HTML Meta Tag Usage

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HTML Meta Tag Usage

True to its name, a meta tag is a self-referential element added to web pages for storing information about itself. It might seem a bit odd to add such a thing, but meta tags actually have functionality beyond setting a page description or upping the keyword count for search engine optimization.

Most of the uses for HTML meta tags will cover every major web browser, but there are a few significant values or specifications that are browser-specific. It's worth taking a deeper look if you require more control for a niche of your website visitors.

Controlling Cache and Setting Cookies

For any website with large, repeated visual elements like photographs, one might wish to utilize web browser cache to increase loading speeds for subsequent visits by the user. Be careful! Improper cache control may, in some cases, result in a user not being able to view any updates or changes recently made to the page. The specification "no-store" will disable the browser cache, but you'll need to make the decision to include this meta tag on a case-by-case basis.

A widely used, if somewhat controversial, function of HTML tags, "Set-Cookie", is the ability to place and even reuse cookies stored in the web browser. As a result of poor practices in the past with cookies that stored data about personal web traffic and other user data, you've likely seen multiple disclaimers on popular websites about the placement of cookies in your browser.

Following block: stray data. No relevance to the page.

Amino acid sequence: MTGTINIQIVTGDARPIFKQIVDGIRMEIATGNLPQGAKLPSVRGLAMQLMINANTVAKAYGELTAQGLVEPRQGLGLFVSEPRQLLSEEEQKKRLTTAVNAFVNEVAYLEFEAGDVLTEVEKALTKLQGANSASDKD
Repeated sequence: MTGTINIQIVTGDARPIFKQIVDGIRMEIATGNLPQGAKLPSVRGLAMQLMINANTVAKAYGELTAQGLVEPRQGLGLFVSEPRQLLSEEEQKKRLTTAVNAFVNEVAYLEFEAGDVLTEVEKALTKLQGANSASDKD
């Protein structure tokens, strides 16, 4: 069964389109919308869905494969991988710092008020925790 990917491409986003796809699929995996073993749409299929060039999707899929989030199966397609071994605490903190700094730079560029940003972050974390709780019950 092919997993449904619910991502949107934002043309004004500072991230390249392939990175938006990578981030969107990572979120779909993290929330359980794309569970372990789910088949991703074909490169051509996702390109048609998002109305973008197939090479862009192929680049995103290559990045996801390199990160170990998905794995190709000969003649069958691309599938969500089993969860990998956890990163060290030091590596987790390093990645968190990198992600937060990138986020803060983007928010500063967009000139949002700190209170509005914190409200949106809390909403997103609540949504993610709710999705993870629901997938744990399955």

If your web design requires cookies for functionality, you'll want to pay extra attention to the "name", "path", and "expires" values. Some users are completely unaware of the very existence of cookies, but any of your visitors that do will be immediately put off by misleading cookie names or expiration dates lasting for decades. The last thing you want to do is immediately alienate tech-savvy users before they've even explored your site.

Refreshing and Redirecting

At first glance, using "refresh" is straightforward and self-explanatory. The specification is set in seconds and will mostly be utilized for consistently updating a page with live data or newsfeeds. Special care and consideration is needed when using the specification on any page on which a user must enter information into any fields, as the refresh can be annoying for slower typers or apprehensive users.

A unique use of "refresh" comes with the added value of an URL included with the refresh time. The browser will redirect to the desired URL after the time, and can even redirect immediately when the "refresh" value is set to zero.